A number of Chicago homes with smart water meters have tested positive for higher levels of lead, according to a recent sampling by the Chicago Department of Water Management, officials revealed Thursday.
The surprise announcement was made as part of a press conference touting plans to commission a study on replacing the city’s lead service lines - the pipes that connect water mains to single-family and two-flat homes across the city.
Buried in the announcement was news that an ongoing study examining the possible impact of water meter installation indicated the meters could raise lead levels in some homes.
“A portion of a relatively small sample of homes that have water meters installed reported increases in lead levels,” said Chicago Department of Water Management Commissioner Randy Conner.
According to the study, 51 of 296 homes tested showed lead levels above the EPA action level after meters were installed.
City spokesman Adam Collins said the city "immediately notified" the 51 homes and sent "a team of experts" to look at possible causes and offer up a solution.
“We have initiated this meter study proactively to look at this problem – to define the problem so we can do something thoughtfully and appropriately,” said Jury Morita, commissioner with the Chicago Department of Public Health.
According to officials, more study is needed “to analyze the relationship between water meter installation and lead levels, as the increase may not be related to the meter.”
Still, out of what the city said was an “abundance of caution,” residents getting a meter going forward will be given a free water filter set and those who have had a meter installed will have the option to request a water filter set. Any household previously tested that had higher lead levels will also receive a free water filter set.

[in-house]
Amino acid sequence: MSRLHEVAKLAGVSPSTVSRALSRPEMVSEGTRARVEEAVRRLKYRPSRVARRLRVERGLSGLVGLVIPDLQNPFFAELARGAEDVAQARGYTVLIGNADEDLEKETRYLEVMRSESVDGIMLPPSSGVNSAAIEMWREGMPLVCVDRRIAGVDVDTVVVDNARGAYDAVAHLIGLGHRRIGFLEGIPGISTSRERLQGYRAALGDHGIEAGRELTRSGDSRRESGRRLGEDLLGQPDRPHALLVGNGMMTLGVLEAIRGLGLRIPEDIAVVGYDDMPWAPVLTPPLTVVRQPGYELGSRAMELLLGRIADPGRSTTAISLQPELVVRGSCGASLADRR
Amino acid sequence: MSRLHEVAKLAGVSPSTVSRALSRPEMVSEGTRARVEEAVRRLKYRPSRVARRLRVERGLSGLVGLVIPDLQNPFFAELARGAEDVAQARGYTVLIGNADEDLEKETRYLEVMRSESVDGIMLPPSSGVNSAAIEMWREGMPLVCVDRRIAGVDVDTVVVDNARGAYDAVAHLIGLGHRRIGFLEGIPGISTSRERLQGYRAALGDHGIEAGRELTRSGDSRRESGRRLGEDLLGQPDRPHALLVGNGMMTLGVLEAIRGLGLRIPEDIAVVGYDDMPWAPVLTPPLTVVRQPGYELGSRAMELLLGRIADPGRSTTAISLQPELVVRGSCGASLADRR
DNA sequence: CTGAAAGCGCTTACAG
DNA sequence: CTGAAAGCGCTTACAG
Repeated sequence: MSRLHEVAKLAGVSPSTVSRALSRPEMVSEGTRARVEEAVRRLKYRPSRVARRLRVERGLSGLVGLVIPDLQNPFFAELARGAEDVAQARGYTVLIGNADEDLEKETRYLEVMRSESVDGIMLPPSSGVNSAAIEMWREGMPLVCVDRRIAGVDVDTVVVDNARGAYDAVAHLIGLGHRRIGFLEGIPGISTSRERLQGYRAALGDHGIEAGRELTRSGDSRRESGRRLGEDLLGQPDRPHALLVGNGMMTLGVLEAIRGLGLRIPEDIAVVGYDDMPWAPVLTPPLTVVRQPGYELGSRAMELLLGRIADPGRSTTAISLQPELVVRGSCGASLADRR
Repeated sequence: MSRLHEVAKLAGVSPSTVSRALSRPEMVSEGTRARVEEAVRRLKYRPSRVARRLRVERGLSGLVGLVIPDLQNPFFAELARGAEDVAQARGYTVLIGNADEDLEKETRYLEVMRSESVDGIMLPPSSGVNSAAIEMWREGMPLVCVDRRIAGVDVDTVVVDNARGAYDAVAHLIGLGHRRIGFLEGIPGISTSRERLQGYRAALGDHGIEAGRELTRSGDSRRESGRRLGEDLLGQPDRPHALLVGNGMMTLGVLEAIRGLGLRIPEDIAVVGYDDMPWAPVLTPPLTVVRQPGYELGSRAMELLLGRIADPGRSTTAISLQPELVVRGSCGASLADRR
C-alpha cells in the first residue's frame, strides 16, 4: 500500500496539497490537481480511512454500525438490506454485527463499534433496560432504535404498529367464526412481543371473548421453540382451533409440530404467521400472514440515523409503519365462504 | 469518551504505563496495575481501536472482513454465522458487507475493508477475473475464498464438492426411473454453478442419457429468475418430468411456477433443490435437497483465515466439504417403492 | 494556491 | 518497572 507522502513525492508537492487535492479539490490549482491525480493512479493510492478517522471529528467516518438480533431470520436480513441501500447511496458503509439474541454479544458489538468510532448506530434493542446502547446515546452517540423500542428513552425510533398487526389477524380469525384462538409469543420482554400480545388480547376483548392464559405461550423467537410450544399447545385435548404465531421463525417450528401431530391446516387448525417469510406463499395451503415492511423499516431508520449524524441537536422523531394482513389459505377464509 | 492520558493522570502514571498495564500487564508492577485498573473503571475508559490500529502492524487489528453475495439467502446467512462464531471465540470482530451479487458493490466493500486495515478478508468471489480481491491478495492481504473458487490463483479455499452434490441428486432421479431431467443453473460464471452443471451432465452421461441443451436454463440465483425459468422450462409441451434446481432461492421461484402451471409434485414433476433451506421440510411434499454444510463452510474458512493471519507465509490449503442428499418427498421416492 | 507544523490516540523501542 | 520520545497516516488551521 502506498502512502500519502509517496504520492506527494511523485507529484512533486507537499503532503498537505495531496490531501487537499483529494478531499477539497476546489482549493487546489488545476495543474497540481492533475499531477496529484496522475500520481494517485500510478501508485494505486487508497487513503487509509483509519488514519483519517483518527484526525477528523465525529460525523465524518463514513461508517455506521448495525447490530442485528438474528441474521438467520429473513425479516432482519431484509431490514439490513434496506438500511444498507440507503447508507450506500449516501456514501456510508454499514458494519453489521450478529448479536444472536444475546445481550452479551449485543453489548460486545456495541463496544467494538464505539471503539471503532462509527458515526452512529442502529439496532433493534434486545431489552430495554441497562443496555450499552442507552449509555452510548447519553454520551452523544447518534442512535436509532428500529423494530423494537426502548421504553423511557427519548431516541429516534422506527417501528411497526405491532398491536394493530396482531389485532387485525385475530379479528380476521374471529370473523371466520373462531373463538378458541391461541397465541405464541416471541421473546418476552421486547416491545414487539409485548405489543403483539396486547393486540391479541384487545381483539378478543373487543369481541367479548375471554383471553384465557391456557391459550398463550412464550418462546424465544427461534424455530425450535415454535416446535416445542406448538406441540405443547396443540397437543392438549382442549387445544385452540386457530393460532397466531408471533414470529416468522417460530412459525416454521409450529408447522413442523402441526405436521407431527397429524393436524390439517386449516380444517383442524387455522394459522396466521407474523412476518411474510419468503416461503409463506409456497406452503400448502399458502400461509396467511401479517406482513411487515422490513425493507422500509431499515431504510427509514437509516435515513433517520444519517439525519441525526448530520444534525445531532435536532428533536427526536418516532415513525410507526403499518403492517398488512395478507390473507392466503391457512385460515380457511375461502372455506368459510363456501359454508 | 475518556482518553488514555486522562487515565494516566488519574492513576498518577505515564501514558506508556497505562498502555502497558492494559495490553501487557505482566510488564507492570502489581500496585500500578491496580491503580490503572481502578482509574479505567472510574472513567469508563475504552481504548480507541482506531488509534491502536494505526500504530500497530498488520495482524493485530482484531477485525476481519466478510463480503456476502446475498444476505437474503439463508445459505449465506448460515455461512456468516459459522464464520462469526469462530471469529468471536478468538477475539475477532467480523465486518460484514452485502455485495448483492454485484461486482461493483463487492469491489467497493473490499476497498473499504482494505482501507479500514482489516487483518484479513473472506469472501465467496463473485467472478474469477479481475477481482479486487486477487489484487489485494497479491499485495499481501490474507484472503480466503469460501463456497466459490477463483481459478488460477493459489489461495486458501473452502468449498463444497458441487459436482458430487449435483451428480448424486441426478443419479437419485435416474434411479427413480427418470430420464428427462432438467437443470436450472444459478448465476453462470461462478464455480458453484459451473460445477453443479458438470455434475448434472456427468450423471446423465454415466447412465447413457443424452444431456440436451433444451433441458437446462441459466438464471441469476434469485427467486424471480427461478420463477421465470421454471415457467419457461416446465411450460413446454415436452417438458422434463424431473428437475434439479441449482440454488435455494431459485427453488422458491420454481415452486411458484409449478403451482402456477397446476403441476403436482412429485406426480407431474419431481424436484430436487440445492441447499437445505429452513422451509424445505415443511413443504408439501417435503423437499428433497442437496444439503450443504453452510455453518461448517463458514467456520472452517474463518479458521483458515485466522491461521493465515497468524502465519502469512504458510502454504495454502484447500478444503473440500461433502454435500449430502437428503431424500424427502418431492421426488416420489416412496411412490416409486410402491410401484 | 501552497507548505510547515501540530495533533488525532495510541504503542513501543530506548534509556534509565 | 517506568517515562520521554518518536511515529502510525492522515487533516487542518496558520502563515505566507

Experts also recommend running water continuously for at least five minutes after not using water for six hours or more.
But for some Chicago aldermen, many of whom learned of the problem during the Thursday morning news conference, it is too little too late.
“If you know of a problem and the city has known of this problem since June and you fail to act, you are being very irresponsible,” said 29th Ward Ald. Chris Taliaferro.
Environmental groups have also called on the city to be more transparent.
“I was very concerned about the information that I learned this morning,” said Jen Wallig with the Illinois Environmental Council. “I hope we can start working together going forward for a better solution to this problem that is affecting so many of our children.”
The city also announced Thursday that it is commissioning a report to determine “the feasibility and framework of what would be a multi-billion dollar program to potentially replace lead service lines” in the city, said to be “one of the only remaining sources of lead.”
“The safety of Chicago’s water is our top priority,” Conner said in a statement. “Not only will this report ensure that Chicago remains a leader in water quality efforts, the report will help Chicagoans continue to have a high degree of confidence in their water.”
But replacing the lead pipes that feed many Chicago homes could prove to be an expensive proposition.
“The potential there for tens of thousands of homes is going to cost a couple of billion dollars at least,” 32nd Ward Ald. Scott Waguespack said.